For the last year, my commute was a grueling 20 feet. I showed up to work early to fight for the best parking spot (location: the couch...opponent: my dog) and put in a solid 8 hours of work (also consisting of naps, laundry, & video games). I work from home (WFH), and I'm a lot better at it now than I used to be.
It's an alluring lifestyle. No commute. No coworker food theft. No passive aggressive notes about 5 page printing limits. At first, it lived up to the hype and more. Then I noticed my productivity, performance, and overall mental/physical health drifting off like I used to when prepping for daily 2pm meetings with Vice President Blanky & Senior Manager Pillow (I took a lot of naps). The road to productivity while permanently or occasionally working from home has many pitfalls, and in the beginning I fell into most of them.
The information age has brought with it an increasingly remote workforce. 1 in 5 Americans find themselves dialing in versus commuting in, and that number is expected to increase by 63% in the next 5 years. This shift comes with a steep learning curve when competing with in-office work quality and productivity. If you are fortunate enough to wear the WFH crest, please pause your House of Cards binge to learn from my mistakes (then get back to work you lazy oaf).
How to WFH and get $#%@ done
Through trial and error, I've learned a lot in the past year about overcoming many of the productivity pitfalls that often stem from working from home. Most of these issues resolve themselves when you take ownership over the 4 big WFH factors: your workspace, your time, your body, and your career path.
Own your workspace
- Don't work from the bed or couch -- Have a dedicated workspace where creativity, productivity, and stress can fester and remain when the workday is over. A bed is for either sleep, sex, or work. Choose 2.
- Coffee shops are your friend -- I work from a new coffee shop or shared workspace at least once a week. It's a great way to explore new neighborhoods, find inspiration, meet likeminded people, and get out of the house. 'Working from home' doesn't have to mean working alone. If you are lucky enough to work remotely but too foolish to capitalize on the freedom and opportunity to explore and meet new people then you don't deserve the WFH crest.
- Don't sit ALL day -- The science and statistics around sedentary lifestyles are astounding. Don't sit on your duff all day because we both know you stream Netflix all night. That's 24 hours of sitting, couch potato. Between my makeshift standing desk and occasional walks, I'm on my feet >50% of the workday. If you can afford a standing desk buy one, and use it a few hours each day.
- The 5pm clean up -- Spend 5 minutes at the end of the day tidying up the workstation. Straighten up papers, clean up dishes, and wipe down the desk. All the peer office pressure of keeping a clean desk is gone, but a messy desk is distracting and harmful to the creative process. It takes 5 minutes, you barbarian.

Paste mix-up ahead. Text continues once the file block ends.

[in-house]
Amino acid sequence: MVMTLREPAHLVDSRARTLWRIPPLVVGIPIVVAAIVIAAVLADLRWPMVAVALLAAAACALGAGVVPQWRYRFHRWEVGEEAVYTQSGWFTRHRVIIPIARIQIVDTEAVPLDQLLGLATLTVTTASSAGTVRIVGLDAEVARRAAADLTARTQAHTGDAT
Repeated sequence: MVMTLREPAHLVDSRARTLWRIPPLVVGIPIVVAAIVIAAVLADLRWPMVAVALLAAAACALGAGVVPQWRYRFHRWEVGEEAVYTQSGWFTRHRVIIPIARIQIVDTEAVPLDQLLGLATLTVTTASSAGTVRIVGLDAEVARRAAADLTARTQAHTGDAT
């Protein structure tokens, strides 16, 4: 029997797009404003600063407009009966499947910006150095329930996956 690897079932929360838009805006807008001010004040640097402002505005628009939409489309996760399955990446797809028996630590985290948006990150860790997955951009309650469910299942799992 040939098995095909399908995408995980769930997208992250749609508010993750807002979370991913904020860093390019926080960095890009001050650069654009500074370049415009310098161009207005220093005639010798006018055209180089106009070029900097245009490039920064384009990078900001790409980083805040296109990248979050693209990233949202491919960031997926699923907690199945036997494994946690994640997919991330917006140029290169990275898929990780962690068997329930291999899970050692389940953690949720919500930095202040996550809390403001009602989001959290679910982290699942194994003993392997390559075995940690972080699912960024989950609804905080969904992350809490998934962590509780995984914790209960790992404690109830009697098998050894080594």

Own your time
- Plan out your day -- At the start of each day, write down what you NEED to accomplish. Block time off on your calendar inbetween meetings to accomplish it. This is good to do even if you work in an office. Set daily goals, have a plan, and accomplish them. When your day is winding down, clean up your to-do list and move remaining items to tomorrow.
- Schedule (constructive) breaks -- Breaks are good. Our brains can't concentrate for 8 hours at a time. When planning your day, build in two to three 15 minute breaks. The time is your own, but use it constructively. Take a walk. Work on a side project. Don't engage in mindless activities like TV, Twitter, or Facebook. The workday is a marathon, and I've never seen a marathon runner sprint for 2 hours, nap for 20 minutes, then sprint again.
- Avoid impromptu naps -- If you wouldn't sleep at your desk in the office, you probably shouldn't be taking naps in the middle of the day while working at home. If you would nap at your desk then either a) you're a badass alpha or b) I want to work where you work. An occassional nap is fine, but it's far too easy to get into a daily napping schedule, and far too difficult to stop.
- Downtime (no calls or meetings) is for execution...not playtime -- Most large companies have lots of meetings and they are usually for making decisions (not for getting actual work done). The rare but glorious time in-between meetings is where actual work gets done. When working from home, it's easy to end a conference call and reward yourself with an episode of Seinfeld. I got in a very unhealthy rhythm of being ON when I was in meetings and OFF when I wasn't. This left very little time for ACTUAL work (or I had to work late into the evening to finish what I put off).
- Start something new -- You aren't commuting anymore so you have more time to give to something else. Build or do something you are passionate about (so long as it doesn't take away from your day job or compete with your employer). I wanted to build an app while learning how to code so I built this. If that's not your thing, start playing guitar or make crafts and sell them on Etsy. Don't give those precious hours gained back to Facebook. Take advantage of it.
- Scheduled stop time -- Decide when you are done working each day and shut the laptop when the clock strikes. It's very easy to meander into the evening, ocassionally pecking at the keyboard while giving half your attention to your children, spouse, or pet. "Never half ass two things. Whole ass one thing." -- Ron Fucking Swanson
Own your body